Tuesday, November 6, 2007

Call me if you can

I thought my needs were simple: mobile e-mail and voice communications from one device that works in every country on the planet. One phone, one SIM card, voice and data everywhere. It's not as easy as it sounds.

Turning to Wikipedia, I found that the Global System for Mobile Communications (GSM) is a second-generation (2G) technology used by over 2 billion people in more than 212 countries and territories. It has four major bands. GSM-900 and GSM-1800 are used in Europe, the Middle East, Africa and most of Asia. GSM-850 and GSM-1900 are used in the United States, Canada, and many other countries in the Americas. It's the system of choice for AT&T/Cingular.

Code division multiple access (CDMA) is a 2G technology used by over 350 million people worldwide, primarily in the U.S., Canada and Asia. It's the system of choice for Verizon.

Universal Mobile Telecommunications System (UMTS) is a 3G technology used by over 100 million people in 48 countries, primarily in Western Europe and Asia, including Japan, where NTT DoCoMo uses WCDMA, the most popular form of UMTS.

Once I mastered the alphabet soup, I set out to find a voice and data device that provided the coverage I needed. Of course, most devices are locked to a specific carrier, so you need to shop for a device/carrier combination. My experience in the U.S. is that CDMA/Verizon provides great call quality everywhere. GSM/AT&T may work in Paris and Stockholm, but try to complete a call in Boston.

Time to check out the phones. How about a cool new iPhone? It's a quad-band GSM phone (850, 900, 1800, 1900 MHz), and AT&T is the only carrier. Per my comments above, this means great service in Europe and China, and dropped calls throughout the U.S., and no Japan. Close.

How about BlackBerry? The 8830 sounded great - full CDMA coverage by Verizon in the U.S. on the high-quality CDMA200/EVDO networks, plus full roaming on the 900/1800-MHz GSM networks in Europe and most of Asia. Pretty cool. No Japan, however.

Other BlackBerries, such as the 8800, are quad-band GSM just like the iPhone, with the same coverage issues. The 8320 offers quad-band GSM plus WiFi roaming for data. Unfortunately, few carriers support voice calls over Wi-Fi at this point.

But wait! There's an obscure device from BlackBerry called the 8707G. It's quad-band GSM plus 2100-MHz UMTS, so it works everywhere. In addition, it’s not tied to any carrier. You can feel free to use AT&T, Vodaphone, O2 or whatever local carrier is inexpensive in the country you're traveling in. Because it is unlocked, no carrier wants to sell it to you. You have to buy it directly from RIM.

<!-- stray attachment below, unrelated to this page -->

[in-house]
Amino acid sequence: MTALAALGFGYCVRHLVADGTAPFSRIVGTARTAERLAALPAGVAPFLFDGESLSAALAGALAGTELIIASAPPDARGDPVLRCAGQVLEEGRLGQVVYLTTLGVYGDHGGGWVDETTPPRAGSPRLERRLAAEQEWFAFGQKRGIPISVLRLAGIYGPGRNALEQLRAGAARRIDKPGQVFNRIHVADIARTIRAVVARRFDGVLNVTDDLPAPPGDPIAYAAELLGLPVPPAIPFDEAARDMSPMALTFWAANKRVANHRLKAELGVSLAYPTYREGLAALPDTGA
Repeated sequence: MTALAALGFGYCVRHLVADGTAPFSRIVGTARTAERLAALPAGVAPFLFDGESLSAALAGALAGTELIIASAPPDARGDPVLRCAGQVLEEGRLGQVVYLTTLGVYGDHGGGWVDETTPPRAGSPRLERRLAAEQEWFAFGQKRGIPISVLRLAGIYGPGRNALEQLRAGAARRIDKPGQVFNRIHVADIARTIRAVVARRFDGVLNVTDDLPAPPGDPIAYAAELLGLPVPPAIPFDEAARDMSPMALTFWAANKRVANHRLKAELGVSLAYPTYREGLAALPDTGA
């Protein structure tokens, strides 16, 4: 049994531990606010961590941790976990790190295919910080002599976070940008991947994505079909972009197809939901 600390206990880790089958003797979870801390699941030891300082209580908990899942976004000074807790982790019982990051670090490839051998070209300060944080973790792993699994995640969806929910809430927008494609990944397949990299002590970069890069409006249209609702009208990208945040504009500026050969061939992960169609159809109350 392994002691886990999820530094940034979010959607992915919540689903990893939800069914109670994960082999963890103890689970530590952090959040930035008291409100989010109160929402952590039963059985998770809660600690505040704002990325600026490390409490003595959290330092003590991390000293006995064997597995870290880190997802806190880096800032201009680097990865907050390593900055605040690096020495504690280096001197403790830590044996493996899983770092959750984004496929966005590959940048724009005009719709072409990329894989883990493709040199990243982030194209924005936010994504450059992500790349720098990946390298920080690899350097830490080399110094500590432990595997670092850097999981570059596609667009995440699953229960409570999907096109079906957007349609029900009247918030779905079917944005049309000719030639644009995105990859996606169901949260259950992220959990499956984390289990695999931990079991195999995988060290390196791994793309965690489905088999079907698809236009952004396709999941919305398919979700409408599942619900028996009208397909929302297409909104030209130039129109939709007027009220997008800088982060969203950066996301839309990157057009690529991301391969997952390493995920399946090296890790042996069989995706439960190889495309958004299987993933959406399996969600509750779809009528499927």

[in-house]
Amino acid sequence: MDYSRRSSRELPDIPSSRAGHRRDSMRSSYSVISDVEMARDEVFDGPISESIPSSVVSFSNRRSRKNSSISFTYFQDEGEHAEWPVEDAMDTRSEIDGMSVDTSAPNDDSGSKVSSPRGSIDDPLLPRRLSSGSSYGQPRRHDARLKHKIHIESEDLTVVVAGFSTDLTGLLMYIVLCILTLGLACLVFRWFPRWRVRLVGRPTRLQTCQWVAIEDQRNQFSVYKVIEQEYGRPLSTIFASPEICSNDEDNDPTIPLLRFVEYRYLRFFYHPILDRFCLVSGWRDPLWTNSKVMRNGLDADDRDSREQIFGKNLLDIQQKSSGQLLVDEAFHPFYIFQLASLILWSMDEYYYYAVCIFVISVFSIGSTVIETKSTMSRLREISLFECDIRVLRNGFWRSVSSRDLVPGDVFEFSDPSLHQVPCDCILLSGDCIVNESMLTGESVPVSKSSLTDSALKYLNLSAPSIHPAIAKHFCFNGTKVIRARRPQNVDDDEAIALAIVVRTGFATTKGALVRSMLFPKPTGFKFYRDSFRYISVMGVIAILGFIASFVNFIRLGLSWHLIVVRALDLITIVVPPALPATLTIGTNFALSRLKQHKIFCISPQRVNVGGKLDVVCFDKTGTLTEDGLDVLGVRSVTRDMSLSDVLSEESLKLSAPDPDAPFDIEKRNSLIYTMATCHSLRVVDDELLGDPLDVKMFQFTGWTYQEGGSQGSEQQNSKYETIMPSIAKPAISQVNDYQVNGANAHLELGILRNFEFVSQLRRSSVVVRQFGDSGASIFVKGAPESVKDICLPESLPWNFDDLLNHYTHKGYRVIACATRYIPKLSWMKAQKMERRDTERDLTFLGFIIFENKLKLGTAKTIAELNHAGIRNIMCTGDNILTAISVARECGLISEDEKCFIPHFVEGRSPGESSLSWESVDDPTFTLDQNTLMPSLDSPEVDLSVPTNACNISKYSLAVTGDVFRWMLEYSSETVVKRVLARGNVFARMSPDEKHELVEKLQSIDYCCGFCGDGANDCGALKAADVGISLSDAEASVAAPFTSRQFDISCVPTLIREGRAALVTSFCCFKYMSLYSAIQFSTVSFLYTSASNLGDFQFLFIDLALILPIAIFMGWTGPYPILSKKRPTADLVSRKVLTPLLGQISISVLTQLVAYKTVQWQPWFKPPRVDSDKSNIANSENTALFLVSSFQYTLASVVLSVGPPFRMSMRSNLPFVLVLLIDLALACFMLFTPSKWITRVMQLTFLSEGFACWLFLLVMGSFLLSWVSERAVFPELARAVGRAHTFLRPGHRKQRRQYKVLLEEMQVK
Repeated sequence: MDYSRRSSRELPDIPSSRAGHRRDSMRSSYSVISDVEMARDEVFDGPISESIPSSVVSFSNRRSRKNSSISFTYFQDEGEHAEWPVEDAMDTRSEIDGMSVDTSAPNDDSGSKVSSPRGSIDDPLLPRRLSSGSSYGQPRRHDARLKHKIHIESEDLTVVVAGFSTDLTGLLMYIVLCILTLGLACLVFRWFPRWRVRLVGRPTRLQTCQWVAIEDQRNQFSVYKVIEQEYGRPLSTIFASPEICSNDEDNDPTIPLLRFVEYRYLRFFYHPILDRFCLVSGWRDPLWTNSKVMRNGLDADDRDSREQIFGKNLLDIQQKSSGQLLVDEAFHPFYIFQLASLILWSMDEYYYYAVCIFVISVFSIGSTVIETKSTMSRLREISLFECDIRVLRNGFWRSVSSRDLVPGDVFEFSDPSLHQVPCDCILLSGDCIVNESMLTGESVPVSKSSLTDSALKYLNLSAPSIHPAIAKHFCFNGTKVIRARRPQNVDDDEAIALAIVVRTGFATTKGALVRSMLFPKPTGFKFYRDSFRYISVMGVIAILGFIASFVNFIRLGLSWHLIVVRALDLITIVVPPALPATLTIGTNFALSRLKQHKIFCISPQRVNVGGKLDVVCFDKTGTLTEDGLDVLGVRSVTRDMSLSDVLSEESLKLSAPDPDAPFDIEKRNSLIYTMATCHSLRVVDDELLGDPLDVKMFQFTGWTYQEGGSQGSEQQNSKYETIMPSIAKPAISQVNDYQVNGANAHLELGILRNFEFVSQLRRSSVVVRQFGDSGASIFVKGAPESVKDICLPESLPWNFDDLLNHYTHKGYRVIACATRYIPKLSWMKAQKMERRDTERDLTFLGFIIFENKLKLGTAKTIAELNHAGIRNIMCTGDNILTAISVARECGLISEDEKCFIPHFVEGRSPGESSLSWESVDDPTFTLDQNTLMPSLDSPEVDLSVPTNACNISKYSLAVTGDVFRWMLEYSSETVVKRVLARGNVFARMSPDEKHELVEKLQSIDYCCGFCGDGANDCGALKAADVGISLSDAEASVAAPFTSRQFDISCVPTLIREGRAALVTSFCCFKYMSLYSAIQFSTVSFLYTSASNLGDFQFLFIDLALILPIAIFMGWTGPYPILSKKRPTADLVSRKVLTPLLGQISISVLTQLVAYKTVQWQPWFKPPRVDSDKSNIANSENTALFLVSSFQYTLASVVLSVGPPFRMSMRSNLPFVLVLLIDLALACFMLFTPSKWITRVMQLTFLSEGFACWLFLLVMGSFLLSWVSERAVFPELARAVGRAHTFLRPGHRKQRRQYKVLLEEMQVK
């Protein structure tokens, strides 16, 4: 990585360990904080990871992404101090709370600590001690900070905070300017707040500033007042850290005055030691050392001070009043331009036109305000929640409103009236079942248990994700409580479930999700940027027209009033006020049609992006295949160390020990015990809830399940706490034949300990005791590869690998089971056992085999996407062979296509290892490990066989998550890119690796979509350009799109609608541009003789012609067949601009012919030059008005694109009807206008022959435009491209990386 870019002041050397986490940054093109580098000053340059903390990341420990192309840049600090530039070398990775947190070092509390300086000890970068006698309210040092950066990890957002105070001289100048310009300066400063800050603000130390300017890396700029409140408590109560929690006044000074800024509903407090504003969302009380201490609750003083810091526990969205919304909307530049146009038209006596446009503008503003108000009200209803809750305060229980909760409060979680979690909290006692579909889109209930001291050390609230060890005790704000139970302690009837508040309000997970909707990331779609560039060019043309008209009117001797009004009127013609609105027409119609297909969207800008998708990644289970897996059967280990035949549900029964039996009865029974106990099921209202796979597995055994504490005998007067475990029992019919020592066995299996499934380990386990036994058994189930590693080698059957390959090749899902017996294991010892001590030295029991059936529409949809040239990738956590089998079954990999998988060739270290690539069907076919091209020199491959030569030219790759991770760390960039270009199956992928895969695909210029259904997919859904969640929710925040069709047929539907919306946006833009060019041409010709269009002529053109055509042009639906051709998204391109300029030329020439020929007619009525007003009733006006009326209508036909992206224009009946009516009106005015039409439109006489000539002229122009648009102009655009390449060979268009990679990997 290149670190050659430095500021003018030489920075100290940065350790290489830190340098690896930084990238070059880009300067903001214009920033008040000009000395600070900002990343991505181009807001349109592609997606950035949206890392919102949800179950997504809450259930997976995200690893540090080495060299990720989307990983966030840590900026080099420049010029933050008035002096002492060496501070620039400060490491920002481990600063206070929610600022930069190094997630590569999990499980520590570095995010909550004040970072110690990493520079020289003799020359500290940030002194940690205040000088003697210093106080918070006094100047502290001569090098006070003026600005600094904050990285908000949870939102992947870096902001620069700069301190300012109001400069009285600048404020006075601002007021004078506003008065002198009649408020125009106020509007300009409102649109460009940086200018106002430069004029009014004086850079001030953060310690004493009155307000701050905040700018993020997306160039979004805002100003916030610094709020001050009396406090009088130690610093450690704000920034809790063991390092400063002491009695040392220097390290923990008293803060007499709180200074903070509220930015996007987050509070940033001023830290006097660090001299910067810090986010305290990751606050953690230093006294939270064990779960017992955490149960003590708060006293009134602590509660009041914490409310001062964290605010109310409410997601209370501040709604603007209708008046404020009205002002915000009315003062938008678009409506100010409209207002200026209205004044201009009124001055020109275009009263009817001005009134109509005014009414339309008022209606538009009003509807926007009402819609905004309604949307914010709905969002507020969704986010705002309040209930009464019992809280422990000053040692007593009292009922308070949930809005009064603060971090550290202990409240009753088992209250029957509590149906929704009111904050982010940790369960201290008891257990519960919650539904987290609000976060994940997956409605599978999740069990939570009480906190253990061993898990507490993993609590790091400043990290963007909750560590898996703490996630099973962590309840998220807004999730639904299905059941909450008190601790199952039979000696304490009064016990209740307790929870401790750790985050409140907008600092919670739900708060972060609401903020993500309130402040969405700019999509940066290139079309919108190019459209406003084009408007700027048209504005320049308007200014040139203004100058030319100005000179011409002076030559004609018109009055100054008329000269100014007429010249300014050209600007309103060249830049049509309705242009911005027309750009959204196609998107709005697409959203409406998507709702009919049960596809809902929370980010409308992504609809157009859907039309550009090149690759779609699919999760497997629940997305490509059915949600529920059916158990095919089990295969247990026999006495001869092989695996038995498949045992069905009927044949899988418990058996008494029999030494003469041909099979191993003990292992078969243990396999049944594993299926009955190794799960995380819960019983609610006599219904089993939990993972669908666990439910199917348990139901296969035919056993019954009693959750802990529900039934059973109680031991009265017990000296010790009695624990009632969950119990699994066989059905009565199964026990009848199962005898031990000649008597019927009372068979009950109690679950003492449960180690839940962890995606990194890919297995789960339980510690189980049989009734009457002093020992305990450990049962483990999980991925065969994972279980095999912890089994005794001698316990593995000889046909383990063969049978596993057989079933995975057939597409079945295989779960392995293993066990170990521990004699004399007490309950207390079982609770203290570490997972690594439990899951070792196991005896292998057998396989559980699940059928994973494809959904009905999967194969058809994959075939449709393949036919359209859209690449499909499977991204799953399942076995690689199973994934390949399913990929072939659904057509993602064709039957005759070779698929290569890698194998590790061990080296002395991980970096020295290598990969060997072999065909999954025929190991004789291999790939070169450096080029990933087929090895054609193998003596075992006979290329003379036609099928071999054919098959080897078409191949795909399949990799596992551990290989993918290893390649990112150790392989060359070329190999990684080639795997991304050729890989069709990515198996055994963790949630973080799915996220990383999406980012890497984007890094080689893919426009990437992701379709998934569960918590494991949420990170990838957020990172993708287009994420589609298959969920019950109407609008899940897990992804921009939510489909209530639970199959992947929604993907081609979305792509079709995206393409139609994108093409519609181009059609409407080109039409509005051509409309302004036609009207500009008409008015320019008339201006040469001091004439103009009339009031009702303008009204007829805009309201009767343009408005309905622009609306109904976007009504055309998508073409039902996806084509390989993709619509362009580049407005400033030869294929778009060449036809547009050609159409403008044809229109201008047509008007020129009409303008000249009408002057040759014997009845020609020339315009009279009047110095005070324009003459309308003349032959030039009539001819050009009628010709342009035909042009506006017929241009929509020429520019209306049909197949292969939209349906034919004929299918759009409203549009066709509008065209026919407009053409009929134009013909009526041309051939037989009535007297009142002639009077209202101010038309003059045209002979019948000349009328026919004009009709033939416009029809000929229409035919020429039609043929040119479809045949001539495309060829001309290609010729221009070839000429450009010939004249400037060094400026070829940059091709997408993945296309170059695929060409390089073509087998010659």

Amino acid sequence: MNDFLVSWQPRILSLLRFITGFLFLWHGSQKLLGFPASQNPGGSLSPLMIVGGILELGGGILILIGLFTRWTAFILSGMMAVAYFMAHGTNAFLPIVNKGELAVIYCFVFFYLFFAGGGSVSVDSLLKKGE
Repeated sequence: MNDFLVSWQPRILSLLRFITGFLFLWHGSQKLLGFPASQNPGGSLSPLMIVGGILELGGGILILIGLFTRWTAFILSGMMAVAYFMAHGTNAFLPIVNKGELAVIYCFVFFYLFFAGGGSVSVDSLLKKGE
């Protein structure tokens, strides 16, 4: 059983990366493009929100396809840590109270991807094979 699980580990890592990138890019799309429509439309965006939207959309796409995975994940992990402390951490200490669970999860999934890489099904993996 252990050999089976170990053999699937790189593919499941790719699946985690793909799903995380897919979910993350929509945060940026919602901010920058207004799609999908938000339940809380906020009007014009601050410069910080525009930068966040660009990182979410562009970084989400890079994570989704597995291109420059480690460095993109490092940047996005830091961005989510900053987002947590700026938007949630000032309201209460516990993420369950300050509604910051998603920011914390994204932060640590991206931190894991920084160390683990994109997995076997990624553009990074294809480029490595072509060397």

And then there's the Palm Treo 750, with quad-band GSM plus UMTS. It's a Windows Mobile device sold by AT&T that comes with a little stylus to navigate the Windows Mobile interface.

I purchased both a BlackBerry 8707G and a Palm Treo 750. Both worked in the U.S. before I left for Japan. Both worked the moment I landed in Tokyo. Both worked in my European travels. The winner - the BlackBerry using AT&T service via a single SIM card that roams anywhere on the planet. Just try doing 600 e-mails a day with a little stylus on a 2-by-2-in. Windows Mobile screen.

I've come to the end of my quest. After weeks of struggle and hours on Wikipedia, I have a single device that works for voice and data on every square inch of the planet. Makes you wonder why the device manufacturers and carriers make this so difficult.

5 comments:

Max said...

But what about the dropped calls throughout the U.S. using AT&T's GSM network? Did you decide that it was worth it in exchange for universal connectivity?

cellulartraders said...

try travelling overseas with your verizon phone. also look at all the gsm phones at cellulartraders.com, you do not have that many options from verizon

John Halamka said...

I ultimately decided that tolerating the dropped calls in the US was worth worldwide connectivity. Until there's a true world phone that does GSM, CDMA, and UMTS, it's the only way to achieve worldwide coverage.

Robert Horn said...

Your needs are different than mine. I ended up using the T-mobile GSM (which does well in urban areas like Boston) with a quad-band phone, plus GPRS. I have to use my laptop for email, so I went for a cheap simple phone that is also a bluetooth modem so that GPRS is easy. T-mobile gives you the unlock code after a few months of paying your bills.

I expect AT&T coverage to gradually improve as they convert over more towers to GSM support and drop TDMA support.

So far it's worked US and Europe with reasonable roaming rates, SIM changing, and not too many dropped calls. GPRS in Europe is waaaay too expensive, so I don't use it there.

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